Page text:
Privileged Motions

 

 

Privileged motions address matters of immediate importance which, without debate, should be allowed to interrupt the consideration of other motions. There are 5 privileged motions. The lowest privileged motion is the order of precedence ranks immediately above the motion to table.

 

 

*Call for the Orders of the Day. A demand that the group return to the agenda. Can be taken when another person is speaking. If the adopted program or printed agenda is not followed, a member may interrupt and remind the chair to follow the agenda.

 

No second required, not debatable, no vote required.

 

 

 * Raise a Question of Privilege. A matter that concerns the welfare of the group. Can be raised even when another person is speaking. For example, if you are sitting in the back and some noise distracts you, you may stand and say, “Mr Chairman, I rise to a question of priviledge”

 

No second, not debatable, no vote required.

 

*Recess. A temporary break in the meeting; should state a time at which the meeting will resume.

 

Second required, not debatable, majority vote required, not amendable.

 

*Adjourn. To bring the meeting to a halt. Alternatively, instead of a motion, the chair can ask if there is any further business. If no response, the chair can say, "Since there is no further business, the meeting is adjourned."

 

Second required, not debatable, majority vote required, not amendable.

 

 

* Fix the Time for Next Meeting. This is in order at any time, including when a motion to adjourn is pending.

 

Example: If the meeting is late and agenda items are not completed, one may bring the motion to fix the time to which to adjourn. One may say, “Mr chairman, I move that when we adjourn, we adjourn to 8:30 pm, next Sunday, July 10th.”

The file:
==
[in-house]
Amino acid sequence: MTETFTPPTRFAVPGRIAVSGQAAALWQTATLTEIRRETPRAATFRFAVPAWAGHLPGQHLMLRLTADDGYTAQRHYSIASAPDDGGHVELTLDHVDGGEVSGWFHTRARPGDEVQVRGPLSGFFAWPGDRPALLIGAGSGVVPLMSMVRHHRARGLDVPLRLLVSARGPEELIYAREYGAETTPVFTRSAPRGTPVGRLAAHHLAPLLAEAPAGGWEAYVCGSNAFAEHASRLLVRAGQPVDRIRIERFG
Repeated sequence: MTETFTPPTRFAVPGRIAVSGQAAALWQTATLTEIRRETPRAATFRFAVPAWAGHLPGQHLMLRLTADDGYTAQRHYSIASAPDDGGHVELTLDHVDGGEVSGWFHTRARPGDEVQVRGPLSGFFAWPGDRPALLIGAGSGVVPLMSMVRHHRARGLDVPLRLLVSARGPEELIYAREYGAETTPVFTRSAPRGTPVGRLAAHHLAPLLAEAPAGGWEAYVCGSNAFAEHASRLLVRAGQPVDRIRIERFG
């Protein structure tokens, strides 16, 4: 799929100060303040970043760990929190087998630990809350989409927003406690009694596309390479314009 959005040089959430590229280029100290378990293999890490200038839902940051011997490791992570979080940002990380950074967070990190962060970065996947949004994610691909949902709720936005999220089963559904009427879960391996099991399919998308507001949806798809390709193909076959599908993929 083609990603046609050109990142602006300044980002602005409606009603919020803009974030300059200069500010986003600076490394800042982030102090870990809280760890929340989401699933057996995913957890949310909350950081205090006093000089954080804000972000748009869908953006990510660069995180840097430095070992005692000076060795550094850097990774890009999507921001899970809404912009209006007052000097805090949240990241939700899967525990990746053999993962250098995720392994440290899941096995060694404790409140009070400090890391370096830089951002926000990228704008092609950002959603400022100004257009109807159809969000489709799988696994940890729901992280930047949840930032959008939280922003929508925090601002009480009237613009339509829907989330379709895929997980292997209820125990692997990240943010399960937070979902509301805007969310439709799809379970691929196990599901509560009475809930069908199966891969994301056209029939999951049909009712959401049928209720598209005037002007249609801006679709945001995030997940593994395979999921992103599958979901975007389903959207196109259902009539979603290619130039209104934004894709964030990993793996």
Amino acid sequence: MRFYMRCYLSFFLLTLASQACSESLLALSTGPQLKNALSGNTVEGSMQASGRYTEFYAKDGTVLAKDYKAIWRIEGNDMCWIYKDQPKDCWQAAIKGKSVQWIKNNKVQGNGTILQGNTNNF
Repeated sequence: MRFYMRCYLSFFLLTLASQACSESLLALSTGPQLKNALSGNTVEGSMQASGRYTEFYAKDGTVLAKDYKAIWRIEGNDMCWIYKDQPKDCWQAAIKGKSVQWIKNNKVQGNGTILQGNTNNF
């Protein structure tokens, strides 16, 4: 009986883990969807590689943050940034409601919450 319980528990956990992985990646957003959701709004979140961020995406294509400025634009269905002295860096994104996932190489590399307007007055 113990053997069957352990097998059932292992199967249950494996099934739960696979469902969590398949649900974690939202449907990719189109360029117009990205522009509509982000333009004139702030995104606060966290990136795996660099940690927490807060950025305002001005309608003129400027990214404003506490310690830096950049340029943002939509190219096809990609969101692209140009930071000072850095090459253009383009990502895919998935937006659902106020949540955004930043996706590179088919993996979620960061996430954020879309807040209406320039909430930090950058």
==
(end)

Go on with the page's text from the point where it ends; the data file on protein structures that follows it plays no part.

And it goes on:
Second required, not debatable, requires majority vote, amendable.

 

  

 

Incidental Motions

 

 

Incidental motions are housekeeping motions which are in order at any time, taking precedence over main motions and subsidiary motions. These motions include:

 

 

* Point of Order. To bring to the group's attention that the rules are being violated. You don't need not to be recognized prior to making a point of order. This is not really a motion, but requires the moderator to make a ruling as to whether or not immediate consideration is proper.

 

Does not require a second, is not debatable, and is normally ruled upon by the chair.

The chair may say, “The point of order is well taken” and requests the correction. The presiding officer may disagree and explain why the rules are not violated.

 

* Appeal. The group can overrule the chair on any decision. While the motion must be seconded, it cannot be amended. When this motion is moved and seconded, the moderator immediately states the question, "Shall the decision of the chair stand as the judgment of the council?" If there is a tie vote, the chair's decision is upheld. The motion is not debatable when it applies to a matter of improper use of authority or when it is made while there is a pending motion to close debate. However, the motion can be debated at other times. Each person may speak once, and the moderator may also state the basis for the decision.

 

Requires a second, is not usually debatable.

 

* Point of Information. A person may rise and request the presiding officer to offer information that is considered necessary for the group. This provision is not used to offer debate.

 

Does not need a second, is not debatable, and requires no vote.